Greek Oratory: Tradition and Originality

By Stephen A. Usher | Go to book overview
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The second of these subjects is of less concern than the first for present purposes. My inclination is to accept Antiphontean authorship, for which I shall argue briefly after dealing with the main question. The three Tetralogies contain a single1 possible reference to their time of composition. That reference is in Tetr. 1. 2. 12, where the defendant represents himself as πολλὰς καὶ μεγάλας εἰσφορὰς εἰσφέροντα. Now Thucydides ( 3. 19. 1) appears to assign the first eisphora ('war-tax') to the year 428 BC. The text reads: . Gomme ad loc. ( HCT ii. 278-9), while noting the natural sense of these words, suggests that the more difficult sense of 'for the first time in this war' accords better with the epigraphical evidence. This is presented and discussed by Meiggs and Lewis GHI 156-8, 161. The inscription describes financial decrees moved by Callias, dated, 'by common consensus' ( GHI156) to 434/3, and specifies a requirement of a special sanction by the Assembly for drawing money above the sum of 10,000 drachmae from Athena's treasury. It goes on (156 11. 15-17) to forbid the use of this money . . .

. The people are to have a power to authorize and control expenditure analogous to their power to raise taxes, and this analogy is pursued further in the next few lines. But its illustrative effectiveness depends on a general understanding of an established tax.2 Returning to Antiphon's imaginary defendant, and to his claim (above) to be a payer of 'many great eisphorai', his multiple claim must be seen as adding a rhetorical flourish to a touch of realism rather than indicating a later date for the speech. Indeed, it could even be argued that its effect would have been the more vividly hyperbolic soon after the first imposition of the tax. Hence the earliest terminus post quem of 434/3 (earlier if the tentative suggestion of Meiggs and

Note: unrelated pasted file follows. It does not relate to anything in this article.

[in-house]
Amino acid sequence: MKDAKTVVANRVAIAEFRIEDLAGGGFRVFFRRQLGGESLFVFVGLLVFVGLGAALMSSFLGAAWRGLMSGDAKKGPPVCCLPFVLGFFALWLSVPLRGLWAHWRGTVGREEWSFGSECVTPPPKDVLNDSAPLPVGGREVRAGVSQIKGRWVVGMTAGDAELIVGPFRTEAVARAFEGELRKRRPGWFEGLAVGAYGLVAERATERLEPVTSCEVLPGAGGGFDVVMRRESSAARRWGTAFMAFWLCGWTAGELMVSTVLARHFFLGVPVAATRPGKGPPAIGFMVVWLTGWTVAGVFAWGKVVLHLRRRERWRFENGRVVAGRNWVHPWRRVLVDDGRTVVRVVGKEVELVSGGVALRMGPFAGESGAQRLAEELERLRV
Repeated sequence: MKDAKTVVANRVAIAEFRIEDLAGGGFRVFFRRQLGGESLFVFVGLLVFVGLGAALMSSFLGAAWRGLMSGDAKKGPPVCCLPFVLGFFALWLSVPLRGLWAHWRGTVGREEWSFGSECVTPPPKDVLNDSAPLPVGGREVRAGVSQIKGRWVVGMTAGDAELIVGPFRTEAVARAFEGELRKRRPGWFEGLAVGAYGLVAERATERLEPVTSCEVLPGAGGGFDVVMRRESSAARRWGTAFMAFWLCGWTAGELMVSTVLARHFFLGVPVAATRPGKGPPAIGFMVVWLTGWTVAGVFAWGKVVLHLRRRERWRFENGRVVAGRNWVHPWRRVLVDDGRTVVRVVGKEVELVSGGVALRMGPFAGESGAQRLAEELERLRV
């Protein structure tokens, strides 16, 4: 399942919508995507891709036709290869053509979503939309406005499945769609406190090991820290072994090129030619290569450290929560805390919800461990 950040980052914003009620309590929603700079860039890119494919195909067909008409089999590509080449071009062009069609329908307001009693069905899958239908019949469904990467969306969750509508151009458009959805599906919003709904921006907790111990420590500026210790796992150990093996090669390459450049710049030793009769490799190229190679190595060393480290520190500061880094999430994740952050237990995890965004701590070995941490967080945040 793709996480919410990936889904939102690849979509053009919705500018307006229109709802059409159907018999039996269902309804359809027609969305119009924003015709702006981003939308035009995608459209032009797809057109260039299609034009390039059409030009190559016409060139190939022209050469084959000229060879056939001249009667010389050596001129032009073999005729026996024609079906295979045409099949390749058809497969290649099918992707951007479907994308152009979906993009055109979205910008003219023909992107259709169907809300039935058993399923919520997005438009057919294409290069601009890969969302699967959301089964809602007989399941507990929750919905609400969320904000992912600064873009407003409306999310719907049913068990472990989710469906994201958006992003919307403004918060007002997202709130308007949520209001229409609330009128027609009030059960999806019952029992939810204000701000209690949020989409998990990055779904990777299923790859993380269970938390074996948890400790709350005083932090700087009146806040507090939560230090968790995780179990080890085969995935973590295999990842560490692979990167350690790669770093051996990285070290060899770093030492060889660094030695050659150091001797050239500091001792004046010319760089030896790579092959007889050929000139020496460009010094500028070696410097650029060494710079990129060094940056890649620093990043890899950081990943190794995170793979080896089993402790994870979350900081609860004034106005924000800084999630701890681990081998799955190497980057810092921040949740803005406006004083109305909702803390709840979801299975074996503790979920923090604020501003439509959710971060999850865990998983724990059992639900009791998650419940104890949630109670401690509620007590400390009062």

The resemblance of Tetr. 2 to a case discussed by Pericles and Protagoras (Plut. Per. 36. 3) has been used to argue for a date in the late 440s or early 430s (e.g. by G. Kennedy, The Art of Persuasion in Greece ( Princeton and London, 1963), 130-1). But the perennial interest of the question for the application of the laws of homicide could cause it to be raised at any time.
Meiggs and Lewis GHI 161: 'There may be a reference to εἰσϕορά in a decree concerning Hestiaea, c.445-435 ( IG i2 .42. 22f.)'.


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Greek Oratory: Tradition and Originality


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